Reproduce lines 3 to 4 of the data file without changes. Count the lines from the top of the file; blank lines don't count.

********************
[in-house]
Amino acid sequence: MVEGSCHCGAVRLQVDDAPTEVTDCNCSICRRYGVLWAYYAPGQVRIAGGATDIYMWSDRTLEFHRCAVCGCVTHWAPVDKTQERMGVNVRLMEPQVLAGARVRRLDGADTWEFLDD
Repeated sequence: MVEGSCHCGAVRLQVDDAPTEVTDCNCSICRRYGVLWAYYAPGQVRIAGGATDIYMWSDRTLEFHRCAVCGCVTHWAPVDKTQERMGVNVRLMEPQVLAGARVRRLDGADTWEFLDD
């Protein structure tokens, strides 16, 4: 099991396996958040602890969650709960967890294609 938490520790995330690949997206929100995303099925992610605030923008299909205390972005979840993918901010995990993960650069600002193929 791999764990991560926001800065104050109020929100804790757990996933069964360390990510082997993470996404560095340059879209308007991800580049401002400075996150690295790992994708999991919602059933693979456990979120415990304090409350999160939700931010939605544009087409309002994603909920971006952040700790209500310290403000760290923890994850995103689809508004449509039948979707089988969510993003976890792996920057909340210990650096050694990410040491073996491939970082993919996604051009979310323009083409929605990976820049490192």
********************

Repeated sequence: MVEGSCHCGAVRLQVDDAPTEVTDCNCSICRRYGVLWAYYAPGQVRIAGGATDIYMWSDRTLEFHRCAVCGCVTHWAPVDKTQERMGVNVRLMEPQVLAGARVRRLDGADTWEFLDD
């Protein structure tokens, strides 16, 4: 099991396996958040602890969650709960967890294609 938490520790995330690949997206929100995303099925992610605030923008299909205390972005979840993918901010995990993960650069600002193929 791999764990991560926001800065104050109020929100804790757990996933069964360390990510082997993470996404560095340059879209308007991800580049401002400075996150690295790992994708999991919602059933693979456990979120415990304090409350999160939700931010939605544009087409309002994603909920971006952040700790209500310290403000760290923890994850995103689809508004449509039948979707089988969510993003976890792996920057909340210990650096050694990410040491073996491939970082993919996604051009979310323009083409929605990976820049490192």